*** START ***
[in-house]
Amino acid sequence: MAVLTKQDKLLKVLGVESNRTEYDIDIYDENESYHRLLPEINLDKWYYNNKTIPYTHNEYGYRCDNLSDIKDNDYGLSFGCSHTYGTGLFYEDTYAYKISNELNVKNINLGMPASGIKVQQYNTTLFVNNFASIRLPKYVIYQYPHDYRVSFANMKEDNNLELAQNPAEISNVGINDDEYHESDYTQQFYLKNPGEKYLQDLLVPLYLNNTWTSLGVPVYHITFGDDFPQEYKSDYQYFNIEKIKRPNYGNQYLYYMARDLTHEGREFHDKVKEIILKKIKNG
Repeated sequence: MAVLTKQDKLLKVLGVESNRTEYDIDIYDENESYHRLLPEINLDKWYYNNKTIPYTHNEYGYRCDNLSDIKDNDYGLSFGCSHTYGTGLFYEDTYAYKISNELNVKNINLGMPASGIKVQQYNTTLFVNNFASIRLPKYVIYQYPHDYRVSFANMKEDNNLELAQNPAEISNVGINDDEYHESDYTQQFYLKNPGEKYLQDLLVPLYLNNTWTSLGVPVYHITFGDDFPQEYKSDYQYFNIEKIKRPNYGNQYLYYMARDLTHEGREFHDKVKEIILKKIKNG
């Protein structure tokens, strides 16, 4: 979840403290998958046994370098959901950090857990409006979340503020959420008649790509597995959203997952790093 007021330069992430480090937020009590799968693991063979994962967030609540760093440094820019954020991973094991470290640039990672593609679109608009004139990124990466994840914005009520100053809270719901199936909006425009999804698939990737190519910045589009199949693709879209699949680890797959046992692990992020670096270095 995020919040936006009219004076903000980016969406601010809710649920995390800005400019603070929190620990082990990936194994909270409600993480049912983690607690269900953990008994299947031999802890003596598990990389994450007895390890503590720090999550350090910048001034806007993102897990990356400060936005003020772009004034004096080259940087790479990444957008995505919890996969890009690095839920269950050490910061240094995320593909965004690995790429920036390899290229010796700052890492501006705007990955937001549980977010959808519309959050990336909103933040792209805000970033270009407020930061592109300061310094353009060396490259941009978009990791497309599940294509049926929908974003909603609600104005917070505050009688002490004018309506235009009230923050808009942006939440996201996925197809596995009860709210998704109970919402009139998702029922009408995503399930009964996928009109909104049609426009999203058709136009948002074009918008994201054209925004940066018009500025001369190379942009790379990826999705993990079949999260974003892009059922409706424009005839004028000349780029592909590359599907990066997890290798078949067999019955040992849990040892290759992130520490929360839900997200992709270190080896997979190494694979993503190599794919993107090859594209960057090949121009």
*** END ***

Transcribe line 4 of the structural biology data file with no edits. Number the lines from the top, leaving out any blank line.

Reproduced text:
């Protein structure tokens, strides 16, 4: 979840403290998958046994370098959901950090857990409006979340503020959420008649790509597995959203997952790093 007021330069992430480090937020009590799968693991063979994962967030609540760093440094820019954020991973094991470290640039990672593609679109608009004139990124990466994840914005009520100053809270719901199936909006425009999804698939990737190519910045589009199949693709879209699949680890797959046992692990992020670096270095 995020919040936006009219004076903000980016969406601010809710649920995390800005400019603070929190620990082990990936194994909270409600993480049912983690607690269900953990008994299947031999802890003596598990990389994450007895390890503590720090999550350090910048001034806007993102897990990356400060936005003020772009004034004096080259940087790479990444957008995505919890996969890009690095839920269950050490910061240094995320593909965004690995790429920036390899290229010796700052890492501006705007990955937001549980977010959808519309959050990336909103933040792209805000970033270009407020930061592109300061310094353009060396490259941009978009990791497309599940294509049926929908974003909603609600104005917070505050009688002490004018309506235009009230923050808009942006939440996201996925197809596995009860709210998704109970919402009139998702029922009408995503399930009964996928009109909104049609426009999203058709136009948002074009918008994201054209925004940066018009500025001369190379942009790379990826999705993990079949999260974003892009059922409706424009005839004028000349780029592909590359599907990066997890290798078949067999019955040992849990040892290759992130520490929360839900997200992709270190080896997979190494694979993503190599794919993107090859594209960057090949121009």